MESA, Ariz. — Pancho Villa, infamous renegade, revolutionary and hero of the Mexican people, was assassinated almost 100 years ago after a short but highly contentious and celebrated life. Villa’s life story was retold many times on the silver screen, in museums and institutions around the world and a name honored on street signs and plazas throughout the Americas.
Villa’s silver-threaded saddle will captivate collectors and historians alike when it comes to public auction Jan. 28, 2012, at the High Noon Western Americana auction in Mesa, Ariz. Historic, romantic, important — this final artifact of his life is estimated to bring $150,000 to $250,000.
The provenance of this saddle is impeccable: Given by Villa’s widow and only legal wife (reportedly he had eight) to famed Hollywood director Howard Hawks during the filming of “Viva Villa,” she presented this saddle to him as a gift as she felt the film truly extolled the Mexican Revolution and Villa himself. For the past 20 years, Villa’s saddle has been on display both the Witte Museum in San Antonio, Texas, and the South Texas History Museum in Edinburg, Texas.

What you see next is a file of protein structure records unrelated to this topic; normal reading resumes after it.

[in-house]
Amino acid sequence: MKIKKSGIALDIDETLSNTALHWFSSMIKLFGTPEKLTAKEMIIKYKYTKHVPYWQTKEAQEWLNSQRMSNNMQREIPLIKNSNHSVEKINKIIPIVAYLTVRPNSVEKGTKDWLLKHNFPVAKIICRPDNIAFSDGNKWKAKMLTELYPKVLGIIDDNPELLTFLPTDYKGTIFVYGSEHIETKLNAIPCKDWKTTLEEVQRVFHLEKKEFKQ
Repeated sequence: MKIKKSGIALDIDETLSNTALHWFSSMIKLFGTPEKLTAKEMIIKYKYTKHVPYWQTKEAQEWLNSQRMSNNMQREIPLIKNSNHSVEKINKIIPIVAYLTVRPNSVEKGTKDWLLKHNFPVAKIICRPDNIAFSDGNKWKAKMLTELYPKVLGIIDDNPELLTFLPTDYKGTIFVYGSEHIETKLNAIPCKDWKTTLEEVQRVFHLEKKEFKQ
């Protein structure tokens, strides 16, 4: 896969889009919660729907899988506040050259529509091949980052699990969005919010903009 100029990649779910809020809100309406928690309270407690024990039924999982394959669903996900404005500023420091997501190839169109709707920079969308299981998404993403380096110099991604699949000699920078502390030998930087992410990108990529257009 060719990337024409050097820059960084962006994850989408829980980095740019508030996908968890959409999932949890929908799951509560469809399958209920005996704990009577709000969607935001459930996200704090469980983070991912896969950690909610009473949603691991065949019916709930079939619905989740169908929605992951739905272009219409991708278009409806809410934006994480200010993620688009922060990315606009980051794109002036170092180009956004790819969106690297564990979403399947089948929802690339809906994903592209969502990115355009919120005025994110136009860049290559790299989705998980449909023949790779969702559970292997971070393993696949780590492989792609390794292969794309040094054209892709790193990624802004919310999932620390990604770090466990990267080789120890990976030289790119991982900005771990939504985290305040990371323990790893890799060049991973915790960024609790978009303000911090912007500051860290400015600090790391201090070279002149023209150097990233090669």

The saddle, in excellent condition, is smothered in silver-wrapped threads and boldly-domed silver conchos. Made and marked by expert craftsmen, it has Francisco (nickname: Pancho) Villa’s initials in high relief on the stirrups. Thematically it has a three-dimensional silver snakehead and a carved diablo in the leather under the grand saddlebags. Joseph Sherwood of High Noon says, “This is the trifecta for saddles: beautiful, in great condition and historically significant.”
The 22nd Annual High Noon Western Americana Weekend Event will be held Jan. 28-29, 2012, at the Mesa Convention Center in Mesa, Ariz.
The important High Noon Western Americana Auction will begin at 5 p.m. Saturday, Jan. 28, when the final Pancho Villa saddle as well as more than 300 lots of important Western Americana, art, artifacts and historic property will be offered.
For more information on High Noon’s Western Americana weekend event and the Pancho Villa saddle, visit www.highnoon.com.